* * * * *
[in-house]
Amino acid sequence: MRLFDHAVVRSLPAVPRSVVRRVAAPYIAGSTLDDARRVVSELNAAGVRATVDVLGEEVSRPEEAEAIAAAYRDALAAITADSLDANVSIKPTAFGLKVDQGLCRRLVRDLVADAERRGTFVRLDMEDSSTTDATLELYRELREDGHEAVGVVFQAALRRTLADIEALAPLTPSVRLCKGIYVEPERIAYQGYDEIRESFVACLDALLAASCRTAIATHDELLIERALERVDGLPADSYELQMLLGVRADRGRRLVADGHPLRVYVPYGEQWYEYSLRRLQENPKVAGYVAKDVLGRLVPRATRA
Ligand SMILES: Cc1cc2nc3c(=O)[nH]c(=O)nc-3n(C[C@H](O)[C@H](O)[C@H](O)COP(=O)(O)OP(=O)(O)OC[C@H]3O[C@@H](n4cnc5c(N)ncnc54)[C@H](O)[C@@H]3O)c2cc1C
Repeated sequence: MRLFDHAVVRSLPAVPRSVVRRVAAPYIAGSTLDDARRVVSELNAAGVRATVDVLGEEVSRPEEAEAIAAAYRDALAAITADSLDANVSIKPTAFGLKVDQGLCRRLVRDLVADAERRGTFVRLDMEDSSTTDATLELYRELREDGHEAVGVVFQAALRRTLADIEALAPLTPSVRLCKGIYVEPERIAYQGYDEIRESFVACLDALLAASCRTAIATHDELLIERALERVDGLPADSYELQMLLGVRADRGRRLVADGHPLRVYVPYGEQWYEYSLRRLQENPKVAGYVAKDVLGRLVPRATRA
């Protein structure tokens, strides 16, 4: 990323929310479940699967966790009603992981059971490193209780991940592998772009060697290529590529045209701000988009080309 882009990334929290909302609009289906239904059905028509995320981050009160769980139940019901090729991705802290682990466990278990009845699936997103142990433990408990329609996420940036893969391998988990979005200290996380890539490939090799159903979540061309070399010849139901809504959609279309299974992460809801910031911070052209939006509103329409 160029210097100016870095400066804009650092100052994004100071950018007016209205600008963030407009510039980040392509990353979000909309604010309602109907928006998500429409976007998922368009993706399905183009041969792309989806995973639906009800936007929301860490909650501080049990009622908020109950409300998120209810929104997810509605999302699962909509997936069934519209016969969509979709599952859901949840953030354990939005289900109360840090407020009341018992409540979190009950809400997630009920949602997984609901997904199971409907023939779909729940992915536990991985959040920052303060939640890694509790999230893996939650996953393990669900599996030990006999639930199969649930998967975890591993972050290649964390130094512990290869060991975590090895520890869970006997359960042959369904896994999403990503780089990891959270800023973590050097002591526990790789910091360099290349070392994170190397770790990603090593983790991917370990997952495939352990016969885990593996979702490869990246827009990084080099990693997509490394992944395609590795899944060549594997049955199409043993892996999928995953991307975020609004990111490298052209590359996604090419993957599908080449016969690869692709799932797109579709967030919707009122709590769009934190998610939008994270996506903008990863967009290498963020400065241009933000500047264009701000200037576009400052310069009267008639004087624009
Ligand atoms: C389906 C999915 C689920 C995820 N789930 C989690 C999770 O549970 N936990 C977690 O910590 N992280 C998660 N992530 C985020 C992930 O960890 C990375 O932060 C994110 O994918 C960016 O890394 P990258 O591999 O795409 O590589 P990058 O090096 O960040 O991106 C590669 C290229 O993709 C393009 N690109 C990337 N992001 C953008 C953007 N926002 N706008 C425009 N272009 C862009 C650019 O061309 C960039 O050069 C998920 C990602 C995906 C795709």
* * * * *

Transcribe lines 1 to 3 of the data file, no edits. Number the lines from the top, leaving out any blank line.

[in-house]
Amino acid sequence: MRLFDHAVVRSLPAVPRSVVRRVAAPYIAGSTLDDARRVVSELNAAGVRATVDVLGEEVSRPEEAEAIAAAYRDALAAITADSLDANVSIKPTAFGLKVDQGLCRRLVRDLVADAERRGTFVRLDMEDSSTTDATLELYRELREDGHEAVGVVFQAALRRTLADIEALAPLTPSVRLCKGIYVEPERIAYQGYDEIRESFVACLDALLAASCRTAIATHDELLIERALERVDGLPADSYELQMLLGVRADRGRRLVADGHPLRVYVPYGEQWYEYSLRRLQENPKVAGYVAKDVLGRLVPRATRA
Ligand SMILES: Cc1cc2nc3c(=O)[nH]c(=O)nc-3n(C[C@H](O)[C@H](O)[C@H](O)COP(=O)(O)OP(=O)(O)OC[C@H]3O[C@@H](n4cnc5c(N)ncnc54)[C@H](O)[C@@H]3O)c2cc1C